Naked contrast agents without employing a targeting ligand could serve to differentiate disease sites compared to surrounding background tissues. By capitalizing on the extravasation of ICG through the leaky tumor vasculature, they could enhance contrast to distinguish malignant from benign breast lesions (16). However, building a targeted contrast agent by rendering bifunctional ligands on a fluorophore to light up the target cell is a more general approach for achieving high TBR with specificity and selectivity. As an example, we applied this basic principle for tumor-specific targeting using a non-sticky zwitterionic NIR fluorophore ZW800-1 (28,29) exhibiting no serum protein binding and ultralow background tissue uptake by conjugating with an integrin-specific cRGD ligand (36). The cRGD-ZW800-1 conjugate successfully reached the target cancer site (integrin αvβ3-positive cancer) through efficient biodistribution (organ-specific targeting), and the unbound fluorophores excreted to urine in 4 h, which increased the TBR significantly (36).
Cellular-specific targeting (mechanism of action)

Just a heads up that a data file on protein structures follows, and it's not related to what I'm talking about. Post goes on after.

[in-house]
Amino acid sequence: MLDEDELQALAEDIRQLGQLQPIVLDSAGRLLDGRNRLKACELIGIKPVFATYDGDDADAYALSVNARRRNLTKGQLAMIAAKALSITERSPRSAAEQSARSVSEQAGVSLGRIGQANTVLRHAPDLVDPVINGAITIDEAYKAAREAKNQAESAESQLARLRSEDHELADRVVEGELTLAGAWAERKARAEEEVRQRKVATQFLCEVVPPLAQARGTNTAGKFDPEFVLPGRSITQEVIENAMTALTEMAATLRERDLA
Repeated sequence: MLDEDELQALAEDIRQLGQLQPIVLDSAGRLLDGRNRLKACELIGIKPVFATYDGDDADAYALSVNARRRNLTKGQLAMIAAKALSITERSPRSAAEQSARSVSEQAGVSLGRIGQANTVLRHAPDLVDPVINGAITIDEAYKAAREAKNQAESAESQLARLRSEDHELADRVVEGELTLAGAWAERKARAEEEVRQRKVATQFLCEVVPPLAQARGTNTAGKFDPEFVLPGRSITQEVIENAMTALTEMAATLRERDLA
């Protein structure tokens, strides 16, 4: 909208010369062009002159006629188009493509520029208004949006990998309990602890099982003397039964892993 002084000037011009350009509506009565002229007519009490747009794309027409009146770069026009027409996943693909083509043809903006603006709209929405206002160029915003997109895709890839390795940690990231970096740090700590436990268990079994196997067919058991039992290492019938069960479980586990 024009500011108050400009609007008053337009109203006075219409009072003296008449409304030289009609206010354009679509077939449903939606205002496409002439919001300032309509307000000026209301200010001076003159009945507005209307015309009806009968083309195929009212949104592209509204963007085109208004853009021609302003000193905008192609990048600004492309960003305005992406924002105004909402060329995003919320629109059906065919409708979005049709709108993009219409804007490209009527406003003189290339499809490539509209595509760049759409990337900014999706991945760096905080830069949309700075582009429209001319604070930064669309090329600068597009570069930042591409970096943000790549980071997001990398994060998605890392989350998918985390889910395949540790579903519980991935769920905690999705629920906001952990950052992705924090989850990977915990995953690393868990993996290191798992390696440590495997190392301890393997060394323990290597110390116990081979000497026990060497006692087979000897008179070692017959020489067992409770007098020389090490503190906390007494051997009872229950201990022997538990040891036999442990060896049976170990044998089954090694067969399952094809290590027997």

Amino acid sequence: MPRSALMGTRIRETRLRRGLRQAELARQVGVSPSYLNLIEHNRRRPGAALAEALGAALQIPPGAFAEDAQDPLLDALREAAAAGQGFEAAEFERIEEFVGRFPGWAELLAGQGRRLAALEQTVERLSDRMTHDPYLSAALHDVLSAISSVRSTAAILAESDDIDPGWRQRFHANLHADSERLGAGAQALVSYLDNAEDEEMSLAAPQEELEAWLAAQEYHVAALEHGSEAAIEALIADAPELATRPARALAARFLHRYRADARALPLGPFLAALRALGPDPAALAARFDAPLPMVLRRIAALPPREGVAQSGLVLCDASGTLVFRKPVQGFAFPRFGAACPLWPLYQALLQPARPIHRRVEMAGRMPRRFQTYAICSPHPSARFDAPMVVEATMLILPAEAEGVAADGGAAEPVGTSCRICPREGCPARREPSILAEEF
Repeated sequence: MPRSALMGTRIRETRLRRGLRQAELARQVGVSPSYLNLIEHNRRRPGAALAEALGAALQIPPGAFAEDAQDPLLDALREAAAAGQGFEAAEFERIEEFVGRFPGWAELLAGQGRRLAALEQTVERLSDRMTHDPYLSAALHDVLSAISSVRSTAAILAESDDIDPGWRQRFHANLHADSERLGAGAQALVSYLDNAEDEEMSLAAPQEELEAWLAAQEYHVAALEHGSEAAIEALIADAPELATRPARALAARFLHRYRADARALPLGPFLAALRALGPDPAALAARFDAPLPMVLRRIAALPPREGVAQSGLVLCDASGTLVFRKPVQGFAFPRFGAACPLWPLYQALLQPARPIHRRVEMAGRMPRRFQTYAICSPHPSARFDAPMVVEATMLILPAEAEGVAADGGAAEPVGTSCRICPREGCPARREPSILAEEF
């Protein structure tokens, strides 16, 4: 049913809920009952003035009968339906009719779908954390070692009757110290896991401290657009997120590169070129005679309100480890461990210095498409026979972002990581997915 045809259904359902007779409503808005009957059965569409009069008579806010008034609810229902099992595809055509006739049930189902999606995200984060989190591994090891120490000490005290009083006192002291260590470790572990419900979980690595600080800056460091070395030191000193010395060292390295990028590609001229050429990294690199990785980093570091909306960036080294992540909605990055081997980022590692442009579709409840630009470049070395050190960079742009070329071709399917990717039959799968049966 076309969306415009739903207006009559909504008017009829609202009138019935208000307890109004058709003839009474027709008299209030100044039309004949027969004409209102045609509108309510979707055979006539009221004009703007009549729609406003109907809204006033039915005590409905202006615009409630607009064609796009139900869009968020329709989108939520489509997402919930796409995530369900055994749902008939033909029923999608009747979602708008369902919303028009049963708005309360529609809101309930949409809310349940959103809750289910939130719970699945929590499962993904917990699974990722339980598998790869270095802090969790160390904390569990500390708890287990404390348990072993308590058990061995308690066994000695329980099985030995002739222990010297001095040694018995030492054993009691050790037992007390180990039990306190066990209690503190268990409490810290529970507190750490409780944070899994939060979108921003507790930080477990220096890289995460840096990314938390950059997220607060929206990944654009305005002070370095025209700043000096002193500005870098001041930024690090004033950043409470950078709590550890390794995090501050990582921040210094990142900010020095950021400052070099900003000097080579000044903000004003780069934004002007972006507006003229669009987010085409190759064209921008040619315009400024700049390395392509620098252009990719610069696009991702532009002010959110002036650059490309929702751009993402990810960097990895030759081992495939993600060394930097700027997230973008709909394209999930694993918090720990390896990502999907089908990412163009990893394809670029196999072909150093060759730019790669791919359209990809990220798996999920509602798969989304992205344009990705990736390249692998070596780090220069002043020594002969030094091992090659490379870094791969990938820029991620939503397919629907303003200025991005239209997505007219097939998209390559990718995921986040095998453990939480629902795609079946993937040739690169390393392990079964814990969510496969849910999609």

The contrast agents, then, take a large step toward intracellular compartments, in which molecular mechanism is mainly operating for affinity interactions (37-39). The cellular-specificity allows the targeted region to be detected, even at the microscopic level. However, the intracellular interaction is a complex process including cellular uptake, retention and distribution in the cell, and efflux from the cell. This primarily requires attacking tissue permeability with avoidance of serum protein binding. Capillary pore in normal tissue is about 5 nm; therefore, a molecule sized greater than 5 nm cannot rapidly equilibrate between intravascular and extravascular spaces, affecting their blood half-life (12). In addition, highly charged molecules nonspecifically adsorb serum proteins, which increases the overall size significantly and changes the surface functionality.